A long-forgotten metropolis in the Harlaa region, eastern Ethiopia, famous as the ancient ‘City of Giants’ built in the 10th century BC, has recently been discovered by archaeologists from the University of Exeter and the Ethiopian Authority for Research and Conservation of the Cultural Heritage.
Throughout mankind’s chronological history, folklores and tales have been told, depicting massive cities constructed and resided by giants. Their existence is strongly suggested by a vast number of megalithic buildings from distinct periods of history, together with the traditions of multiple societies isolated by the oceans.
The Quinametzin, as depicted in Mesoamerican mythology, were a species of colossus tasked with constructing the mythological city of Teotihuacán, built by the gods of the sun. Large cities, monuments and massive constructions – all variations of this theme, can be discovered in every corner of the Earth, baffling scientists to find out the method the ordinary residents used to erect them at that distant past, even considering the help of modern science.
Well, the thing actually occurred in this region of Ethiopia. The current inhabitants speak of massive structures made of giant blocks that surrounded the site of Harlaa, leading to common beliefs that it has been home to a legendary City of Giants.
Coins from a number of nations, together with ancient ceramics and enormous building stones unable to be moved without the aid of modern machine, have all been discovered, over the course of the years, resulting in residents believing that the constructions weren’t erected by ordinary humans. As a consequence of the excavation of the archaic town, several remarkable discoveries were made.
The lost city in Harlaa
The findings of antiquities originated from faraway regions, including Egypt, India and China truly astonished the archaeologists, proving the region’s trading ability. Experts also found a mosque from the 12th century, identical to the ones in Tanzania and an independent territory of Somaliland, a de facto sovereign state not officially recognized. They all depicts a possible connection among distinct Islamic communities in Africa through that period.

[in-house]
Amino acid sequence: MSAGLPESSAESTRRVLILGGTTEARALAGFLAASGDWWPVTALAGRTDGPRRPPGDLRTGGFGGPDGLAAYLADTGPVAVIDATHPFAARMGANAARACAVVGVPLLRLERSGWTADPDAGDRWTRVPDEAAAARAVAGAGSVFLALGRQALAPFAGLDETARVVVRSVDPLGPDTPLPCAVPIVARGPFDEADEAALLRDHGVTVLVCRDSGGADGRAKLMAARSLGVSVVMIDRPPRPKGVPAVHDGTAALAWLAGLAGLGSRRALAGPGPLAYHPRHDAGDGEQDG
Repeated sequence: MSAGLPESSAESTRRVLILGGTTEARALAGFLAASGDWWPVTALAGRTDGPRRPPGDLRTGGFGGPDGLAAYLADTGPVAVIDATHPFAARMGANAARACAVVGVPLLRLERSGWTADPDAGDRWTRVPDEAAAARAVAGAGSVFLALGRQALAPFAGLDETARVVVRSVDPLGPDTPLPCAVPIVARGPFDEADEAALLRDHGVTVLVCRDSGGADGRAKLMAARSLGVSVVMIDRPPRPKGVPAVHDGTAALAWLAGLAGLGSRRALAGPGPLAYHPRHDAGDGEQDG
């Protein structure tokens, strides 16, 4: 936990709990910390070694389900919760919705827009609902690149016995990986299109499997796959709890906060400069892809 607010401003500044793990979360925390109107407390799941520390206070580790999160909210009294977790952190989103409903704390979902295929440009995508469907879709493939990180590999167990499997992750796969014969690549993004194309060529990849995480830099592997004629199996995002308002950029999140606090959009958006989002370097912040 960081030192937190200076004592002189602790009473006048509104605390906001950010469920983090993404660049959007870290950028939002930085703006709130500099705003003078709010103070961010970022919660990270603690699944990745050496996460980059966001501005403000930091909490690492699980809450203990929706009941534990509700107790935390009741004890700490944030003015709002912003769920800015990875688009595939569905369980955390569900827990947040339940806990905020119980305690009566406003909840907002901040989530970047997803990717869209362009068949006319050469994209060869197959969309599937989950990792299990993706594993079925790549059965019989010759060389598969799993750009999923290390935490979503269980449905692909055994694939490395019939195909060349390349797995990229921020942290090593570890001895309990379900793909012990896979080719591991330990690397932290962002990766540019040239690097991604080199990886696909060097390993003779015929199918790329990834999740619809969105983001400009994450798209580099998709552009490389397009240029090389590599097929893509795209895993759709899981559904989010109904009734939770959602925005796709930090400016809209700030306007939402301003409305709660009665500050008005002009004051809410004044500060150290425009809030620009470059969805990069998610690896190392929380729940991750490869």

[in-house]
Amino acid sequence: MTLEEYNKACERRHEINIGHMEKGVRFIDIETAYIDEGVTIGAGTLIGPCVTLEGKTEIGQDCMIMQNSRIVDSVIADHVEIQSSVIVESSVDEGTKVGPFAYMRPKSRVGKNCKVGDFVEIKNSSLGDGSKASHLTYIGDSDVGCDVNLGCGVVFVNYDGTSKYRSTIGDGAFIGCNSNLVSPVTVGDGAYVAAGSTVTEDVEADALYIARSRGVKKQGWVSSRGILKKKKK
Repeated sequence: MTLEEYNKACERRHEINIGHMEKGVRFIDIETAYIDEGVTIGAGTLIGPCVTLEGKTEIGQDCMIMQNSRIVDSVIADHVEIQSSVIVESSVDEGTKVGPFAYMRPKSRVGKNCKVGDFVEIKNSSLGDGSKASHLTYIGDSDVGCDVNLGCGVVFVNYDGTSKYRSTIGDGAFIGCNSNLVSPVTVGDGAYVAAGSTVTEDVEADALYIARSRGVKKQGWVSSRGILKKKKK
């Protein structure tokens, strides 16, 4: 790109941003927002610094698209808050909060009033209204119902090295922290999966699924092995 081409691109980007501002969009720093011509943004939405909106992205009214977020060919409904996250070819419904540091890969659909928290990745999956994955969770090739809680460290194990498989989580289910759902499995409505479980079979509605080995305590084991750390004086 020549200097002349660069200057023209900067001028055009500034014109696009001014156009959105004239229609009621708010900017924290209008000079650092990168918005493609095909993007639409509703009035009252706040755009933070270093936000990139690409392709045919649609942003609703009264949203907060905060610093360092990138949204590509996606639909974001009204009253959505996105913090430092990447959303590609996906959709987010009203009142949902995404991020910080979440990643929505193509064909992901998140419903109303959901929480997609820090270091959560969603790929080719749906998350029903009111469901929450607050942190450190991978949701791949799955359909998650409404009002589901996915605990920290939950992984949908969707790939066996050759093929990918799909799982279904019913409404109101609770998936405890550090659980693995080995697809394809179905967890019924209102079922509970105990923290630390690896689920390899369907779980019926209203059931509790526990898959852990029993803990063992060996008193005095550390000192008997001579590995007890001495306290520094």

A professor from the University of Exeter admit the extensive influence of the findings on the common knowledge of commercial activities in the long-abandoned region of Ethiopia in terms of archaeology. That the place was a well-known commercial center for the region only serves to demonstrate how important it was.
The Harlaa inhabitants firmly believed that the stone blocks used to construct the buildings in their region could only be moved by the colossus. However, after thorough examinations of over 300 skeletal remains including young adults and teenagers in the local graveyards, researchers finally came up with the conclusion that those were no giants at all, because of their middling stature with ordinary height.
However, the locals refuse to accept the reasoning from the archaeologists, saying that they aren’t convinced. To be honest, it is not the first time that modern science has dismissed a legend that has existed for hundreds of years as a mere piece of folklore. We cannot know how the indigenous are so certain about the theory of the giants, as they appear to have no purpose to fabricate such things.
Despite the fact that the tombs do not provide evidence of the existence of giants, this does not rule out the possibility that the giants were involved in the building of the site. Many believe that these beings were not buried in the same location because they are considered to be large and powerful entities. However, others disagree with this.